Report: Boxed to create robotics-run warehouse
While some industry observers fear that robots will replace retail workers, Boxed is embracing the technology.
The online retailer, which sells consumer packaged goods in bulk, announced on Thursday, April 27, that it will completely automate its fulfillment center in Union, New Jersey, with robotics — a move that will contribute to driving reliable profits, according to Business Insider.
Boxed’s facility will feature a three-story, 80-ft.-long command module that will handle all of the operations typically performed by human hands, according to the report.
Boxed’s CEO Chieh Huang told Business Insider, “robots are less expensive to ‘hire,’ they don't take sick days, and in a three-story fulfillment center, they don't have any safety risks the way people do.”
But Huang isn’t turning his back on his employees. Existing associates — many who hold temp positions — will be retrained to perform new tasks, including servicing conveyor belts, troubleshooting software, or customer service. These associates will also receive increase their pay by an average of 13%, the report said.
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Party goods retailer considering sale
Is Party City exploring a return to private ownership?
The retailer is considering a sale after being approached by a private equity firm about a leveraged buyout, Reuters reported. Buyout firm Thomas H. Lee Partners LP, which owns 55% of Party City, took the company public in 2015.
Party City’s retail operations include over 900 specialty retail party supply stores (including approximately 150 franchise stores) throughout North America operating under the names Party City and Halloween City, and e-commerce websites. It has recently been buying back its franchised locations.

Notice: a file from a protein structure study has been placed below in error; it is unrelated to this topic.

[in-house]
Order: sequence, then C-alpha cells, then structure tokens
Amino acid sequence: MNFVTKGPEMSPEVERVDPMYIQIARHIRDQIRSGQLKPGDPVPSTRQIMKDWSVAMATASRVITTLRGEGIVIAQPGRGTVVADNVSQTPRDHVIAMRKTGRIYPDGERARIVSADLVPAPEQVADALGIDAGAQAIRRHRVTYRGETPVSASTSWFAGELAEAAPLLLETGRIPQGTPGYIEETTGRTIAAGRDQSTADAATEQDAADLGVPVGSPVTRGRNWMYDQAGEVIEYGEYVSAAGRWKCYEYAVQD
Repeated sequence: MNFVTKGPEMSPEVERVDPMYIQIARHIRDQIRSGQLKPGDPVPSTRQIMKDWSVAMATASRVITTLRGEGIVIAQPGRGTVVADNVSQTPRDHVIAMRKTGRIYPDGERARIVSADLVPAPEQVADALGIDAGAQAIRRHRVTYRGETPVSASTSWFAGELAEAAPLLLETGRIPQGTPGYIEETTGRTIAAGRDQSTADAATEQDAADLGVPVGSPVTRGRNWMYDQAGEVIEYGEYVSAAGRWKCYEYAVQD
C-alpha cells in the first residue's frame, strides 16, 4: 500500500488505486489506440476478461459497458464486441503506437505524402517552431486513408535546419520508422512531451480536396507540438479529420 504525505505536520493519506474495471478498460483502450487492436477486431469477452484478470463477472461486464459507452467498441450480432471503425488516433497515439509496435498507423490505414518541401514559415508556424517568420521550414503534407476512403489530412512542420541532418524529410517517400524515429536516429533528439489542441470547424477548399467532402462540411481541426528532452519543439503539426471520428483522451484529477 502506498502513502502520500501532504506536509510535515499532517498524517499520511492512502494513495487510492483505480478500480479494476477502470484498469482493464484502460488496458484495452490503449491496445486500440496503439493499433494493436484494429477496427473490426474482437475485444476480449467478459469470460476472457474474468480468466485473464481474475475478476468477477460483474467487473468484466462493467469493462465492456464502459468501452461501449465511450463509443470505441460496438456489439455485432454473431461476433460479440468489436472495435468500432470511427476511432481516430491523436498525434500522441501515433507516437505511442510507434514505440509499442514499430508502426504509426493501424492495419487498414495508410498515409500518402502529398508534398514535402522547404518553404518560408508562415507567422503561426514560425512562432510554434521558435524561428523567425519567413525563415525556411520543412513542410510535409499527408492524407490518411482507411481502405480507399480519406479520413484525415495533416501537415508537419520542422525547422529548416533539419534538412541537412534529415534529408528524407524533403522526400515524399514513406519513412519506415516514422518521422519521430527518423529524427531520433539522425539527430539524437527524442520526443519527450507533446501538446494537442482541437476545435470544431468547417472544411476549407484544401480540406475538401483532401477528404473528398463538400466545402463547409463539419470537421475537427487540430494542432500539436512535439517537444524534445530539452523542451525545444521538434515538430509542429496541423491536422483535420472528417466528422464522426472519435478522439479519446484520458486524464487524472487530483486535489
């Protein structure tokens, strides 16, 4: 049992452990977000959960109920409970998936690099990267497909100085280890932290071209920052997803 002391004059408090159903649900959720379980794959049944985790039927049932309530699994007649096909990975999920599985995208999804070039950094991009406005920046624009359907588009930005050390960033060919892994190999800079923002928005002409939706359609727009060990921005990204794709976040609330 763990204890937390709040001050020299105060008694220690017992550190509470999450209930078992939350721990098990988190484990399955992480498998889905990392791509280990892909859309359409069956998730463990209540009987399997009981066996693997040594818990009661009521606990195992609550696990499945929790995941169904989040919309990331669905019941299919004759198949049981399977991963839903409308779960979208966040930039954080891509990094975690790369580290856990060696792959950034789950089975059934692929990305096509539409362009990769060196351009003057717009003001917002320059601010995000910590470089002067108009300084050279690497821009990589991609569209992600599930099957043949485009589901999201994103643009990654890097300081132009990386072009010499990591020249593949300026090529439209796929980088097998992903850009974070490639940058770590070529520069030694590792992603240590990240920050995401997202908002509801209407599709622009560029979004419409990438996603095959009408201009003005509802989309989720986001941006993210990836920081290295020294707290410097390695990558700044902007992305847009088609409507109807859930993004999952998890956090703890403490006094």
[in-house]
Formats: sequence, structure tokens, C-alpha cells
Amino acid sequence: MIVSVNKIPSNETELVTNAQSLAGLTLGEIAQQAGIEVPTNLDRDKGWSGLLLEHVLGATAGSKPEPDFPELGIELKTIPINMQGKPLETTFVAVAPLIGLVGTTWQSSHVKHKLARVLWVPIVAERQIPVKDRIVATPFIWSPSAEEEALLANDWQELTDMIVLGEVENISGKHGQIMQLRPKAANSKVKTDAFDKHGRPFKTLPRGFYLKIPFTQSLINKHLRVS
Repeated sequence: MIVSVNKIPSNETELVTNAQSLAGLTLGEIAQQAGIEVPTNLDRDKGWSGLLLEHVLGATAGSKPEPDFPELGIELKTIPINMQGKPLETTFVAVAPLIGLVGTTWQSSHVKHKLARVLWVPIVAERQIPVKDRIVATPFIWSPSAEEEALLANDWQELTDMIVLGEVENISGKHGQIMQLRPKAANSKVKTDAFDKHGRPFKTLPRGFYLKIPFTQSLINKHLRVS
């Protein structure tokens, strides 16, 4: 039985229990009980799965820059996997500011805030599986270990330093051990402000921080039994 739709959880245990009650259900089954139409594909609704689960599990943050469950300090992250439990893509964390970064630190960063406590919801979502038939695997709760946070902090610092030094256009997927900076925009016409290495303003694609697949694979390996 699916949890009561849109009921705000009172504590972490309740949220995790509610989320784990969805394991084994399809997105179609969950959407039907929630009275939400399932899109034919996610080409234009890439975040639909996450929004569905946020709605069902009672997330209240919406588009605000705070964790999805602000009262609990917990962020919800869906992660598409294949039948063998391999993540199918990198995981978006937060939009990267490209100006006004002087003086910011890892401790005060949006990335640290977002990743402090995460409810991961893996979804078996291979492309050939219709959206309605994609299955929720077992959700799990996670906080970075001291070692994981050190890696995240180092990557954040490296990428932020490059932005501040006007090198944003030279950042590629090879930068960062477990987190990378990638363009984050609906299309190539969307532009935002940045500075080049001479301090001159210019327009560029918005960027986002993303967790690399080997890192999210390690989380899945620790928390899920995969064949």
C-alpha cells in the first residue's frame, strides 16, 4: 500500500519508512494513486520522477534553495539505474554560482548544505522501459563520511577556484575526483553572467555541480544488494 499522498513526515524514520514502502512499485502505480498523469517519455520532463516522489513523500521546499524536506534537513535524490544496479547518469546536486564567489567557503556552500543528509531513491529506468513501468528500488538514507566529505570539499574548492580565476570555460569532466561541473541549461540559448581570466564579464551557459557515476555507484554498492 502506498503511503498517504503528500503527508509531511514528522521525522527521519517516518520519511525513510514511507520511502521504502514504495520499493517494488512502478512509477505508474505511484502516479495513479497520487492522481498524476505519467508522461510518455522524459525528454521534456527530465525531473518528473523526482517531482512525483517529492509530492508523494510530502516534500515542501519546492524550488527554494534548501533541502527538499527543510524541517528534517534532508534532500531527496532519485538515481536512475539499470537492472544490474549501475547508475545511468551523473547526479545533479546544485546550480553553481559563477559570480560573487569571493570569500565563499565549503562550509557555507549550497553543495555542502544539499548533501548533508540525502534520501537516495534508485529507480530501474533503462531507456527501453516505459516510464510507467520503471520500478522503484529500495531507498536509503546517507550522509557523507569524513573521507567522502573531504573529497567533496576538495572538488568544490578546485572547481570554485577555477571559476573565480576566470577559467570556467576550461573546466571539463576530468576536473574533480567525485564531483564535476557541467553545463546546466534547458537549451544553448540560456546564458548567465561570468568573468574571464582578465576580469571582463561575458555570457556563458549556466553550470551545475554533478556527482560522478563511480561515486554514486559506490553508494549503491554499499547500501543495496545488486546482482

In January, Party City acquired 18 franchise stores in Louisiana, Alabama, Mississippi and Florida. And in March, it acquired 18 franchise stores in North Carolina and South Carolina.
“Acquiring franchise stores over time is an integral component of our strategy to invest in growth opportunities at attractive multiples of earnings,” CEO James M. Harrison said in a statement in January. “This acquisition gives the company total ownership of the Louisiana and Alabama markets, creating an opportunity to open additional company-owned stores over time and strengthen the brand integrity of these locations, improving the experience for our customers.”
Free People to cap off re-made Princeton center
Madison Marquette’s transformation of the MarketFair center in West Windsor, New Jersey, will be complete with next week’s opening of the first Free People store in the Princeton area.
Free People has become a sought-after retail brand known for bringing new creative flair to women’s apparel retailing.
The long-time anchor of the 242,000 center on busy Route 1 built in 1987 was a full-size Barnes & Noble on its southern end. The developer is moving the bookstore to a smaller 28,041-sq.-ft. flagship location on the northern end and has filled the vacated space with Seasons 52, Bahama Breeze, and Eastern Mountain Sports.
“MarketFair’s upscale demographics, strong trade area draw, and dynamic positioning in the New Jersey market will provide Free People with vibrant retail traffic,” said Robyn Marano, marketing VP of Madison Marquette.